PS. Just because your not paranoid doesn't mean they're not out to get you
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Old February 21, 2014, 11:45 AM   #20
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Major companies were interested in smart guns. Taurus funded some NJ research IIRC. Colt made a major push to adapt its failed Colt 2000 as a smart gun.

The reasons for such interest:

1. To keep selling products if the standard ones were banned. Folks might have to replace current guns.
2. Market research demonstrated a significant market of folks who wanted a handgun but were worried that the kid or someone unauthorized would get the gun. Thus, having such in the product line would bring new sales.
3. It would be attractive to the law market and thus bring in very large replacement orders for agencies.

The tech back in those days never worked and agencies were dead set against them.
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Old February 21, 2014, 04:32 PM   #21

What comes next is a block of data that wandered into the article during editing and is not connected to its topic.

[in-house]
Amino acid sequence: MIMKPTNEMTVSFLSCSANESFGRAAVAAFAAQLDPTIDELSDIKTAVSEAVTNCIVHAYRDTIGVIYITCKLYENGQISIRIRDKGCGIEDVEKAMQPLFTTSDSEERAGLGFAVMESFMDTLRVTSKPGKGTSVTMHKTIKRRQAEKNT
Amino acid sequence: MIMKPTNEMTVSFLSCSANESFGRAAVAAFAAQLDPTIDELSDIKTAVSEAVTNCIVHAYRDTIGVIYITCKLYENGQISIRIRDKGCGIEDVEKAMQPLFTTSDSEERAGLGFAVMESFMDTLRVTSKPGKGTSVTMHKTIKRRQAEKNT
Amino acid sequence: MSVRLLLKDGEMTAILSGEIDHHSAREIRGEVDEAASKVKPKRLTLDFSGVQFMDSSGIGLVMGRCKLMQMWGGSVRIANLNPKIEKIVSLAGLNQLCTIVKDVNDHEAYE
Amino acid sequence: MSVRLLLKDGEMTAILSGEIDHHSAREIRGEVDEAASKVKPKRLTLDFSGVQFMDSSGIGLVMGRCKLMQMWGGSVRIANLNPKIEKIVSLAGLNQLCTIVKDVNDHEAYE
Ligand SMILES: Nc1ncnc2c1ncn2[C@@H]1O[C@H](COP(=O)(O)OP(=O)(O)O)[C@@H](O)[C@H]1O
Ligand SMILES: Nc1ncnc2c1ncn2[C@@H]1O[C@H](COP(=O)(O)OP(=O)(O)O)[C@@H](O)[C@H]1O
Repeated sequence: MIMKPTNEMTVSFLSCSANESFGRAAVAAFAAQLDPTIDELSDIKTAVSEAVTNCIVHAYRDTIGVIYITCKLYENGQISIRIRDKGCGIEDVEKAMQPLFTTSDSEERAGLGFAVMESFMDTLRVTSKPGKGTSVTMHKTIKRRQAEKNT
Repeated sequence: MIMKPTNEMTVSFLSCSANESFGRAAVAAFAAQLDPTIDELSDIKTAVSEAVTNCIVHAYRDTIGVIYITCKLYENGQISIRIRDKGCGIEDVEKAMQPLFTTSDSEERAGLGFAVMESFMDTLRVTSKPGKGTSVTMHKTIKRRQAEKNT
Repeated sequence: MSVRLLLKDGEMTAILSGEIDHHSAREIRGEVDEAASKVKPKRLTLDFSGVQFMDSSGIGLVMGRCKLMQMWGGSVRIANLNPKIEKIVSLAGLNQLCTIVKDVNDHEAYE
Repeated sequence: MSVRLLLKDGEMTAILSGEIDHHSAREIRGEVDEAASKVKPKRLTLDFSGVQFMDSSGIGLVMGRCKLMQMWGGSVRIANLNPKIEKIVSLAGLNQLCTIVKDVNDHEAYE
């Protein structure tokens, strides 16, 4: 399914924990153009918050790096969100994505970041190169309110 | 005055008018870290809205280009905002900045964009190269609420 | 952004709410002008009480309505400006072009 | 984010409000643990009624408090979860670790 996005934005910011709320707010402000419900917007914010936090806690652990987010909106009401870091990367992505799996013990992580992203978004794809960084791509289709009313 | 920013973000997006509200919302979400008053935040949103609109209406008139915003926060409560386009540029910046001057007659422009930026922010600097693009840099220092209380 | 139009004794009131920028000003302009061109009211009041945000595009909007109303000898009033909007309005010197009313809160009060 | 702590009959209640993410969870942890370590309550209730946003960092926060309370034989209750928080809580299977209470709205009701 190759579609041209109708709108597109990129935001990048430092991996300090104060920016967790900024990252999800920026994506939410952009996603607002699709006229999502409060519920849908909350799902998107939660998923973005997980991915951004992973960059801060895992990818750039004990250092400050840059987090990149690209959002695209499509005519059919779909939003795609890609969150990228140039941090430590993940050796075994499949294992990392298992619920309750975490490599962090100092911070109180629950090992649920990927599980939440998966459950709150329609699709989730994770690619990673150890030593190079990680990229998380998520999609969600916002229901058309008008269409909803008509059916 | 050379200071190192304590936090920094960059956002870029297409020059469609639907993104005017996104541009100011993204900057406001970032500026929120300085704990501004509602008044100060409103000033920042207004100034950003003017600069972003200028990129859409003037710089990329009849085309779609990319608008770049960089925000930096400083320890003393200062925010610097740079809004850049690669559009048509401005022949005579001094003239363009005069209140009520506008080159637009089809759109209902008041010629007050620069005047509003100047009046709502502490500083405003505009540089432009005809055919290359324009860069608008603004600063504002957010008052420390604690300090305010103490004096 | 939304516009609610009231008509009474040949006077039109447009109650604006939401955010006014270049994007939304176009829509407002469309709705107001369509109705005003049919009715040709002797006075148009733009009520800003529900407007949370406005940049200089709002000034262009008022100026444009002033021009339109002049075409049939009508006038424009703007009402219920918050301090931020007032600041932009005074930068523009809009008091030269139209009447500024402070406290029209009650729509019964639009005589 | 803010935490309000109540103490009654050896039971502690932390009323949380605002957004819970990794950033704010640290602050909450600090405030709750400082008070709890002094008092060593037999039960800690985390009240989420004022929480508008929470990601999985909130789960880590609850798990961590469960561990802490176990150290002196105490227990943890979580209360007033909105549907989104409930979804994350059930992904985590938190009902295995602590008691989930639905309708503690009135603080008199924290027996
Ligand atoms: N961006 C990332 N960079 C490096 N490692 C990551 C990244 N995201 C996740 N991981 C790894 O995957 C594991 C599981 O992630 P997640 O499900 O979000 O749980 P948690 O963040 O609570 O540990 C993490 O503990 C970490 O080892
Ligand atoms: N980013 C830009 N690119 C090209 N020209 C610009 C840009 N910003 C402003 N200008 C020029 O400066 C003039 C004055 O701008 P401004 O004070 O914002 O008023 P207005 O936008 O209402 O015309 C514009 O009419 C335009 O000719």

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Quote:
Colt made a major push to adapt its failed Colt 2000 as a smart gun.
One of several reasons Colt went into bankruptcy.
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Old February 21, 2014, 10:07 PM   #22
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1. To keep selling products if the standard ones were banned. Folks might have to replace current guns.
I'm not so sure about that one. As S&W and Ruger have shown recently with CA's microstamping laws, it would seem that there is a line drawn that manufacturers will not cross. I'm betting that smart guns, like microstamping, fall far beyond that line.